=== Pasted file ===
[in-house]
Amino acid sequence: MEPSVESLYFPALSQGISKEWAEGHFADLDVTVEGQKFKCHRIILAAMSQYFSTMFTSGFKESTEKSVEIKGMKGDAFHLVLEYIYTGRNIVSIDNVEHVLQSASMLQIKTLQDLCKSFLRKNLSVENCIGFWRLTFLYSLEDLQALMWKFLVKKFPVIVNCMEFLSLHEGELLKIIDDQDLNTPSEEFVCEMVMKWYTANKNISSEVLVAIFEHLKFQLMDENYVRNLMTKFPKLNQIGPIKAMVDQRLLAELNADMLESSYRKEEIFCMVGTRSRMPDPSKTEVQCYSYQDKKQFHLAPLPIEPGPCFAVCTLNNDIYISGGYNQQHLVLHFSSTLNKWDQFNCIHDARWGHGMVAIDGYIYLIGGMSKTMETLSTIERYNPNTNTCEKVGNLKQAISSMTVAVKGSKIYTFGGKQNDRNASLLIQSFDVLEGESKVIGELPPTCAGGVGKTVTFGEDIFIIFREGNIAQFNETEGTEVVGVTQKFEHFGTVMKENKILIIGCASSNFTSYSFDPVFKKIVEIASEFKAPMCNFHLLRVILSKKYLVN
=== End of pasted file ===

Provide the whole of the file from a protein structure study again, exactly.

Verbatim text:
[in-house]
Amino acid sequence: MEPSVESLYFPALSQGISKEWAEGHFADLDVTVEGQKFKCHRIILAAMSQYFSTMFTSGFKESTEKSVEIKGMKGDAFHLVLEYIYTGRNIVSIDNVEHVLQSASMLQIKTLQDLCKSFLRKNLSVENCIGFWRLTFLYSLEDLQALMWKFLVKKFPVIVNCMEFLSLHEGELLKIIDDQDLNTPSEEFVCEMVMKWYTANKNISSEVLVAIFEHLKFQLMDENYVRNLMTKFPKLNQIGPIKAMVDQRLLAELNADMLESSYRKEEIFCMVGTRSRMPDPSKTEVQCYSYQDKKQFHLAPLPIEPGPCFAVCTLNNDIYISGGYNQQHLVLHFSSTLNKWDQFNCIHDARWGHGMVAIDGYIYLIGGMSKTMETLSTIERYNPNTNTCEKVGNLKQAISSMTVAVKGSKIYTFGGKQNDRNASLLIQSFDVLEGESKVIGELPPTCAGGVGKTVTFGEDIFIIFREGNIAQFNETEGTEVVGVTQKFEHFGTVMKENKILIIGCASSNFTSYSFDPVFKKIVEIASEFKAPMCNFHLLRVILSKKYLVN